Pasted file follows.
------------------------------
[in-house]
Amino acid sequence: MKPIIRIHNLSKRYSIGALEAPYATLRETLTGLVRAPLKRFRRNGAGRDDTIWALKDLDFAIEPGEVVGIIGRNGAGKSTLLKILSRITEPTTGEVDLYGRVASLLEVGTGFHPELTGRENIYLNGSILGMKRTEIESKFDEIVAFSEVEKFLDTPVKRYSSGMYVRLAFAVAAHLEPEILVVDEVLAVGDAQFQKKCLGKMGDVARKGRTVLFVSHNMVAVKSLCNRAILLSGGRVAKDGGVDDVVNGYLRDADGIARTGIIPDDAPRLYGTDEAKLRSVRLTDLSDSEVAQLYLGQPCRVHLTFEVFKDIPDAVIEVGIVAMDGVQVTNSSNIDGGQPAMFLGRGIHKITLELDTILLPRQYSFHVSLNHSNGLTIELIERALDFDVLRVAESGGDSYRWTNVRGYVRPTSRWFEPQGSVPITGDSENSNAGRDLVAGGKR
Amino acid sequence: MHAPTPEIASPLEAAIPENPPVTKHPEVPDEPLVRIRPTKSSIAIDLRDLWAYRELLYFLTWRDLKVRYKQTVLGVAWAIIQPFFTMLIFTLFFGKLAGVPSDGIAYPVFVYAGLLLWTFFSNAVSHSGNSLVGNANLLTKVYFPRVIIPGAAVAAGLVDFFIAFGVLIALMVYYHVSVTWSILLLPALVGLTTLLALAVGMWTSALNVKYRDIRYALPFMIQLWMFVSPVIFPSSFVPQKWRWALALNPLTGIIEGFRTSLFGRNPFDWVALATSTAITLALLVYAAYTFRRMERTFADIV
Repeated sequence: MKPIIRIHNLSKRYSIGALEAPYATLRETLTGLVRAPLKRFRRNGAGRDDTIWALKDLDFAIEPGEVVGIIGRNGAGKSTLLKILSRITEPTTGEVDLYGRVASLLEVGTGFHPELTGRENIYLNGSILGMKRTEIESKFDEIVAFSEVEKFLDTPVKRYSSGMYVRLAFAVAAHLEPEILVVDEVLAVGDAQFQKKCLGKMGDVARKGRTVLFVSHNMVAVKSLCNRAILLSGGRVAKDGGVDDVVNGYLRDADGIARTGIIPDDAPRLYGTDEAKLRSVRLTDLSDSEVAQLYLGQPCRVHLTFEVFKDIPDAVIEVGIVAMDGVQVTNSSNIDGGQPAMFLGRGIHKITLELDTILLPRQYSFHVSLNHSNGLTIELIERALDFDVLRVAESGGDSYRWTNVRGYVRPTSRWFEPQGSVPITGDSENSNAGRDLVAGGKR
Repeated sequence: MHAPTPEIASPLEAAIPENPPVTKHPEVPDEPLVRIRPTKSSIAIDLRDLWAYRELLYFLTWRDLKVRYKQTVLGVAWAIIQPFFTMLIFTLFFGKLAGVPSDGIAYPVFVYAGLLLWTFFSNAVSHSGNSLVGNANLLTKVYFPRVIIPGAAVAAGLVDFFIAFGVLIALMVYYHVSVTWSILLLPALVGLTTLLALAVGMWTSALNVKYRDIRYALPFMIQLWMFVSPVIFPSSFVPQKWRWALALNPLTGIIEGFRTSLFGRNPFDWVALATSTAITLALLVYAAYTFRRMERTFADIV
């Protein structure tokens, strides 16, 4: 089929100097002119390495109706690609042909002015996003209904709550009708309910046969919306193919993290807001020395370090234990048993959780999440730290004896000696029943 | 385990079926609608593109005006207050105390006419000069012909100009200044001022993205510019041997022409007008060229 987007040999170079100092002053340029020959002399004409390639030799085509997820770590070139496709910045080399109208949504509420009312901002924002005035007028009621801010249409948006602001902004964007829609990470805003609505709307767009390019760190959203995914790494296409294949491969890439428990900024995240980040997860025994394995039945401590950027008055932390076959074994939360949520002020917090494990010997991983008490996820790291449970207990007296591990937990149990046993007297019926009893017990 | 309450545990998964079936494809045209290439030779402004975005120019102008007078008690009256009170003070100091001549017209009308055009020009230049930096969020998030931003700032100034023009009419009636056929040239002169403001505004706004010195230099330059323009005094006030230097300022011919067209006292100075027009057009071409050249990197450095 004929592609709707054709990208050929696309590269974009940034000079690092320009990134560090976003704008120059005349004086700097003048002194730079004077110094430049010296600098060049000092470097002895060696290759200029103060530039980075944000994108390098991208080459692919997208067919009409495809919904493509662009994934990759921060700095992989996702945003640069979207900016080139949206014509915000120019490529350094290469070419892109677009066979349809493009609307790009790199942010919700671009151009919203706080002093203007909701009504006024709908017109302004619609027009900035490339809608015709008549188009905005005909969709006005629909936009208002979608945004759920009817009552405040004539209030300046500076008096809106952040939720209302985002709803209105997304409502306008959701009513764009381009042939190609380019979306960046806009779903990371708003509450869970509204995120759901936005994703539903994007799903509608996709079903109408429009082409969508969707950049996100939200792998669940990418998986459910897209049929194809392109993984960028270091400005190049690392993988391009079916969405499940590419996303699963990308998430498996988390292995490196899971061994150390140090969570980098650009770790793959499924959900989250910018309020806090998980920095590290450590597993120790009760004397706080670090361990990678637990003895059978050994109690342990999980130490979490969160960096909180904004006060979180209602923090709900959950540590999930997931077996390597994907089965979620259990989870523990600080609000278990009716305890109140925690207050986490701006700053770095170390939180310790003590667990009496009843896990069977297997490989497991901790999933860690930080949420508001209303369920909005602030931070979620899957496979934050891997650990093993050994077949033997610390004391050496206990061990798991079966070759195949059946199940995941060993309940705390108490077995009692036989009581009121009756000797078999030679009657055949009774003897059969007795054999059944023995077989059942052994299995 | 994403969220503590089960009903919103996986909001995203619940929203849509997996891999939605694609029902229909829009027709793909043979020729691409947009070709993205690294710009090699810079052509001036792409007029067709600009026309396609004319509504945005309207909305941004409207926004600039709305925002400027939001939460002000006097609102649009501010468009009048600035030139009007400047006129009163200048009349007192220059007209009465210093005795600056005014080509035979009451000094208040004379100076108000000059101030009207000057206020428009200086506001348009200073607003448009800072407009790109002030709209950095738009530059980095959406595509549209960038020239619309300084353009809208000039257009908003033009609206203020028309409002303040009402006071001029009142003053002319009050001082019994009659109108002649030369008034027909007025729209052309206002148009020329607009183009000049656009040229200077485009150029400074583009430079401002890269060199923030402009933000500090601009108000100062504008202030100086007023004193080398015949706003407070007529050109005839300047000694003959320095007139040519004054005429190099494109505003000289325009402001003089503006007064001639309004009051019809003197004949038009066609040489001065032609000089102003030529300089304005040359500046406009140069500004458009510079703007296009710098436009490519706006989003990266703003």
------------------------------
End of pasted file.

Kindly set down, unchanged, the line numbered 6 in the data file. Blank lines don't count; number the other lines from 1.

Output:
């Protein structure tokens, strides 16, 4: 089929100097002119390495109706690609042909002015996003209904709550009708309910046969919306193919993290807001020395370090234990048993959780999440730290004896000696029943 | 385990079926609608593109005006207050105390006419000069012909100009200044001022993205510019041997022409007008060229 987007040999170079100092002053340029020959002399004409390639030799085509997820770590070139496709910045080399109208949504509420009312901002924002005035007028009621801010249409948006602001902004964007829609990470805003609505709307767009390019760190959203995914790494296409294949491969890439428990900024995240980040997860025994394995039945401590950027008055932390076959074994939360949520002020917090494990010997991983008490996820790291449970207990007296591990937990149990046993007297019926009893017990 | 309450545990998964079936494809045209290439030779402004975005120019102008007078008690009256009170003070100091001549017209009308055009020009230049930096969020998030931003700032100034023009009419009636056929040239002169403001505004706004010195230099330059323009005094006030230097300022011919067209006292100075027009057009071409050249990197450095 004929592609709707054709990208050929696309590269974009940034000079690092320009990134560090976003704008120059005349004086700097003048002194730079004077110094430049010296600098060049000092470097002895060696290759200029103060530039980075944000994108390098991208080459692919997208067919009409495809919904493509662009994934990759921060700095992989996702945003640069979207900016080139949206014509915000120019490529350094290469070419892109677009066979349809493009609307790009790199942010919700671009151009919203706080002093203007909701009504006024709908017109302004619609027009900035490339809608015709008549188009905005005909969709006005629909936009208002979608945004759920009817009552405040004539209030300046500076008096809106952040939720209302985002709803209105997304409502306008959701009513764009381009042939190609380019979306960046806009779903990371708003509450869970509204995120759901936005994703539903994007799903509608996709079903109408429009082409969508969707950049996100939200792998669940990418998986459910897209049929194809392109993984960028270091400005190049690392993988391009079916969405499940590419996303699963990308998430498996988390292995490196899971061994150390140090969570980098650009770790793959499924959900989250910018309020806090998980920095590290450590597993120790009760004397706080670090361990990678637990003895059978050994109690342990999980130490979490969160960096909180904004006060979180209602923090709900959950540590999930997931077996390597994907089965979620259990989870523990600080609000278990009716305890109140925690207050986490701006700053770095170390939180310790003590667990009496009843896990069977297997490989497991901790999933860690930080949420508001209303369920909005602030931070979620899957496979934050891997650990093993050994077949033997610390004391050496206990061990798991079966070759195949059946199940995941060993309940705390108490077995009692036989009581009121009756000797078999030679009657055949009774003897059969007795054999059944023995077989059942052994299995 | 994403969220503590089960009903919103996986909001995203619940929203849509997996891999939605694609029902229909829009027709793909043979020729691409947009070709993205690294710009090699810079052509001036792409007029067709600009026309396609004319509504945005309207909305941004409207926004600039709305925002400027939001939460002000006097609102649009501010468009009048600035030139009007400047006129009163200048009349007192220059007209009465210093005795600056005014080509035979009451000094208040004379100076108000000059101030009207000057206020428009200086506001348009200073607003448009800072407009790109002030709209950095738009530059980095959406595509549209960038020239619309300084353009809208000039257009908003033009609206203020028309409002303040009402006071001029009142003053002319009050001082019994009659109108002649030369008034027909007025729209052309206002148009020329607009183009000049656009040229200077485009150029400074583009430079401002890269060199923030402009933000500090601009108000100062504008202030100086007023004193080398015949706003407070007529050109005839300047000694003959320095007139040519004054005429190099494109505003000289325009402001003089503006007064001639309004009051019809003197004949038009066609040489001065032609000089102003030529300089304005040359500046406009140069500004458009510079703007296009710098436009490519706006989003990266703003």